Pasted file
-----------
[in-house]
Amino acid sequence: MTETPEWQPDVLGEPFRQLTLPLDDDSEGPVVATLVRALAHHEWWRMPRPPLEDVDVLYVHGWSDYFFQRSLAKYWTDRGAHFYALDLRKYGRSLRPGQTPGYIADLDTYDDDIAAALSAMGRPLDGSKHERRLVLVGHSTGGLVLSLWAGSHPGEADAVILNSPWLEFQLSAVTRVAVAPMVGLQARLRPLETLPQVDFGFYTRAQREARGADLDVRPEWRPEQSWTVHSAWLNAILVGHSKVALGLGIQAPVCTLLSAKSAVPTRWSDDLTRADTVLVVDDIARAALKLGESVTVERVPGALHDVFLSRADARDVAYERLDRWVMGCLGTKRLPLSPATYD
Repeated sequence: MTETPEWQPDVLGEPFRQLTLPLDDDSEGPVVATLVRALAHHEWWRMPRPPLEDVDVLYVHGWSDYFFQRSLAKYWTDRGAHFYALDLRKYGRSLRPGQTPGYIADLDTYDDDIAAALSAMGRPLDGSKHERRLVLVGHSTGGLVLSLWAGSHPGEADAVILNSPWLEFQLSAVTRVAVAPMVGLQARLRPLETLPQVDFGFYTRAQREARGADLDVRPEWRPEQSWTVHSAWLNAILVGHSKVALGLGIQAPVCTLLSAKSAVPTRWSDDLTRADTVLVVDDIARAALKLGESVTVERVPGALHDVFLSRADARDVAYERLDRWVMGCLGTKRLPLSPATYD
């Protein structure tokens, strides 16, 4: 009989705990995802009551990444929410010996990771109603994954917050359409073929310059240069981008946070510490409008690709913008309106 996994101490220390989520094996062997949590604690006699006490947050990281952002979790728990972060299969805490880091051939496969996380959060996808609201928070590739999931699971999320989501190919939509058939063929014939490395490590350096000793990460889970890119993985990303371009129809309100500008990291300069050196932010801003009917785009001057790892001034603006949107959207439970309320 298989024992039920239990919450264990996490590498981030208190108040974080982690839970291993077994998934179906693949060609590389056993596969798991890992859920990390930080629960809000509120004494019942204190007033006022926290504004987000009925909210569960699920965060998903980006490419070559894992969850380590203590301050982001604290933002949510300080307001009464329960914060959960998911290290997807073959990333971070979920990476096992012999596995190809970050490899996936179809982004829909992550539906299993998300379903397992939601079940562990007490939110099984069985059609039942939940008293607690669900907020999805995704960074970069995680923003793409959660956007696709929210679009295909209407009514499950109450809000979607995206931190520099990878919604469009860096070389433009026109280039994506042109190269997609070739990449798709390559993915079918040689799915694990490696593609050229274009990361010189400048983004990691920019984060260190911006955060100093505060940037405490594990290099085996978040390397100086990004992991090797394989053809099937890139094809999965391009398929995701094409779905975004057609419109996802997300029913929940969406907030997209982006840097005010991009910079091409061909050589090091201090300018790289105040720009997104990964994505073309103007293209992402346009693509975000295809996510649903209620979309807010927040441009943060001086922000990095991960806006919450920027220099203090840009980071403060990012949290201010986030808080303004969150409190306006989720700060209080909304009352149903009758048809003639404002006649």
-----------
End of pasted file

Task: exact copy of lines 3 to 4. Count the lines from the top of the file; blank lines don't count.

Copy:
Repeated sequence: MTETPEWQPDVLGEPFRQLTLPLDDDSEGPVVATLVRALAHHEWWRMPRPPLEDVDVLYVHGWSDYFFQRSLAKYWTDRGAHFYALDLRKYGRSLRPGQTPGYIADLDTYDDDIAAALSAMGRPLDGSKHERRLVLVGHSTGGLVLSLWAGSHPGEADAVILNSPWLEFQLSAVTRVAVAPMVGLQARLRPLETLPQVDFGFYTRAQREARGADLDVRPEWRPEQSWTVHSAWLNAILVGHSKVALGLGIQAPVCTLLSAKSAVPTRWSDDLTRADTVLVVDDIARAALKLGESVTVERVPGALHDVFLSRADARDVAYERLDRWVMGCLGTKRLPLSPATYD
């Protein structure tokens, strides 16, 4: 009989705990995802009551990444929410010996990771109603994954917050359409073929310059240069981008946070510490409008690709913008309106 996994101490220390989520094996062997949590604690006699006490947050990281952002979790728990972060299969805490880091051939496969996380959060996808609201928070590739999931699971999320989501190919939509058939063929014939490395490590350096000793990460889970890119993985990303371009129809309100500008990291300069050196932010801003009917785009001057790892001034603006949107959207439970309320 298989024992039920239990919450264990996490590498981030208190108040974080982690839970291993077994998934179906693949060609590389056993596969798991890992859920990390930080629960809000509120004494019942204190007033006022926290504004987000009925909210569960699920965060998903980006490419070559894992969850380590203590301050982001604290933002949510300080307001009464329960914060959960998911290290997807073959990333971070979920990476096992012999596995190809970050490899996936179809982004829909992550539906299993998300379903397992939601079940562990007490939110099984069985059609039942939940008293607690669900907020999805995704960074970069995680923003793409959660956007696709929210679009295909209407009514499950109450809000979607995206931190520099990878919604469009860096070389433009026109280039994506042109190269997609070739990449798709390559993915079918040689799915694990490696593609050229274009990361010189400048983004990691920019984060260190911006955060100093505060940037405490594990290099085996978040390397100086990004992991090797394989053809099937890139094809999965391009398929995701094409779905975004057609419109996802997300029913929940969406907030997209982006840097005010991009910079091409061909050589090091201090300018790289105040720009997104990964994505073309103007293209992402346009693509975000295809996510649903209620979309807010927040441009943060001086922000990095991960806006919450920027220099203090840009980071403060990012949290201010986030808080303004969150409190306006989720700060209080909304009352149903009758048809003639404002006649």